The ancient art of ropemaking, which twists together thin threads into cables, can be applied to nanowires made of gold, a team at Nanjing Tech University has shown (J. Am. Chem. Soc. 2020, DOI: 10.1021/jacs.0c03445).
The researchers had previously found they could induce individual gold nanowires to twist around another to form double helices by depositing silver on the wires. This time, they first bundled multiple nanowires together and then triggered the twisting with a different metal. Yawen Wang, Hongyu Chen, and colleagues added polyvinylpyrrolidone and a commercially available surfactant to a gold nanowire solution, which caused the nanowires to aggregate into bundles of 20–500 strands apiece. The bundles ranged from 50 nm to almost 2 µm in diameter and were tens of micrometers long. The researchers then mixed the strands with a palladium salt, disodium tetrachloropalladate, and L-ascorbic acid. The acid caused the palladium to leave the salt and attach to the gold. The researchers hypothesize that the palladium partially alloys with the gold, introducing strain to the wires’ crystalline lattice, Chen says. The nanowires relax the strain by twisting, which induces all the wires in the bundle to twist in the same direction, forming the nanoropes.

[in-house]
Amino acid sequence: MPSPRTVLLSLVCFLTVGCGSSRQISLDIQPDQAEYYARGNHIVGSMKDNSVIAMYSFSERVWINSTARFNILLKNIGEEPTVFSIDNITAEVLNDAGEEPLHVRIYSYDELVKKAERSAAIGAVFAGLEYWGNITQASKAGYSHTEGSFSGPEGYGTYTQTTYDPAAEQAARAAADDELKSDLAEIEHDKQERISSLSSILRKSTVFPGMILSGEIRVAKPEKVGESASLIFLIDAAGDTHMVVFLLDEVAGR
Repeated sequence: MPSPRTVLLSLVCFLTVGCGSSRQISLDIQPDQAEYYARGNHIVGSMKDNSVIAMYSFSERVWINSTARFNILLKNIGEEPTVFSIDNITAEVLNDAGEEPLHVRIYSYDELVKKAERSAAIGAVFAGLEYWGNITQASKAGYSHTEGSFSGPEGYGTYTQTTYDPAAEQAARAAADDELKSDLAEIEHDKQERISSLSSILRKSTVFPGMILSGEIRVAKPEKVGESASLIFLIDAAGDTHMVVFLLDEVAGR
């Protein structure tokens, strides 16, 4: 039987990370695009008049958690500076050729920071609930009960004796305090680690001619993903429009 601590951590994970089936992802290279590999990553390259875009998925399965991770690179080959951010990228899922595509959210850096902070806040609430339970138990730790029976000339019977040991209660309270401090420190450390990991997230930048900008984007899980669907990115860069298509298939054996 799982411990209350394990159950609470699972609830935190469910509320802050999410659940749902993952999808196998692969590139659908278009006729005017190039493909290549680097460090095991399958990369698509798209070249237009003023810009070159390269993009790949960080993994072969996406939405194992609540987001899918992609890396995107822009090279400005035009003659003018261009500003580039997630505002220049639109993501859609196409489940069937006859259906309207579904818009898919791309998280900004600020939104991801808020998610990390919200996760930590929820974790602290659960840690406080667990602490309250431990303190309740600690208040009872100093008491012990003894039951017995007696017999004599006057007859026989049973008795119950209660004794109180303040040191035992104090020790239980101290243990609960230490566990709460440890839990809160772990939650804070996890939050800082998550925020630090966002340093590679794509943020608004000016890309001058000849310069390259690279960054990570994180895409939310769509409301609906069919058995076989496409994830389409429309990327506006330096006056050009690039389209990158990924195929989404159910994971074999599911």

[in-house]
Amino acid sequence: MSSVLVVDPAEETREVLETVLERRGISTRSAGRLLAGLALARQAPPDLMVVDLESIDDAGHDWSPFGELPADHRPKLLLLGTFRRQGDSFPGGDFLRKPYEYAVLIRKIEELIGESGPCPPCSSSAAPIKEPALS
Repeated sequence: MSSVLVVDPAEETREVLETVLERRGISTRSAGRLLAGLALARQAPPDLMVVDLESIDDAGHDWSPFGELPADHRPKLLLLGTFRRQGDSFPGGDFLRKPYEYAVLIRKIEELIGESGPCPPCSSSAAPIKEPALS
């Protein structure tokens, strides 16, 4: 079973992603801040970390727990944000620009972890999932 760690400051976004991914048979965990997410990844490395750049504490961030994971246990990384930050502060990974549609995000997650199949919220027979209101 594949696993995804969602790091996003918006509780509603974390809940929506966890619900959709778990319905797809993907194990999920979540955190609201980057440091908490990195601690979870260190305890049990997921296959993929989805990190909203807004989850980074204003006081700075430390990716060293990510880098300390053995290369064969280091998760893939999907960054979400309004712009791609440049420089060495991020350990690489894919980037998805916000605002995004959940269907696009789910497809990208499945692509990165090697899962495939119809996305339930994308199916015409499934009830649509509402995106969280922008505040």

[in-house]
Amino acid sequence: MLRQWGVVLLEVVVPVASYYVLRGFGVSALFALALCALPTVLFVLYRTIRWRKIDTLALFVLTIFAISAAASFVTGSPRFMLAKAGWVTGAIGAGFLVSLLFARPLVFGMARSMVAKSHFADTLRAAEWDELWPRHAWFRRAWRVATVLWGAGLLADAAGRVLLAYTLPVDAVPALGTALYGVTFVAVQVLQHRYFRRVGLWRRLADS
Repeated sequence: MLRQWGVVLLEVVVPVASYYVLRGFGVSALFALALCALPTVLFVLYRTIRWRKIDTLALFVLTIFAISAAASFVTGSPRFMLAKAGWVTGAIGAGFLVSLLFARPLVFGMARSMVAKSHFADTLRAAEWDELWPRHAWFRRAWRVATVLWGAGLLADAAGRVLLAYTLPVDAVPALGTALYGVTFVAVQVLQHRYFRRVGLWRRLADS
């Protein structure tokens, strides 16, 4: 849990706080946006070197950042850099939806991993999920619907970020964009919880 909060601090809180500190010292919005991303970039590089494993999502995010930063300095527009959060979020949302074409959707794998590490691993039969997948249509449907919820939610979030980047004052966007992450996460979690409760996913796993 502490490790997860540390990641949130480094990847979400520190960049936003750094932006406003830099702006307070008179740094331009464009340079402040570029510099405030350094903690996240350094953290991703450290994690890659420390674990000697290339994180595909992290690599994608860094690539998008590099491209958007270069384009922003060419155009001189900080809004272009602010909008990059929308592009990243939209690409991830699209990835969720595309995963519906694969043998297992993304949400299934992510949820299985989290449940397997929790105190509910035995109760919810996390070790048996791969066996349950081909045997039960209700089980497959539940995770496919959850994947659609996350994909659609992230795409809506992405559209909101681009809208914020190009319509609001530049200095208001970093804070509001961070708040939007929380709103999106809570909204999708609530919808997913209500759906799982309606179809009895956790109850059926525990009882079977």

Exactly what such nanoropes might be useful for isn’t clear, Chen says. The technique does demonstrate a way to mechanically transmit energy through a system, the way transmission gears do in a clock or a bicycle, and perhaps that would prove useful in some sort of nanodevice, he speculates. “Our work creates a fundamental capability and understanding, which hopefully someday would be utilized,” he says.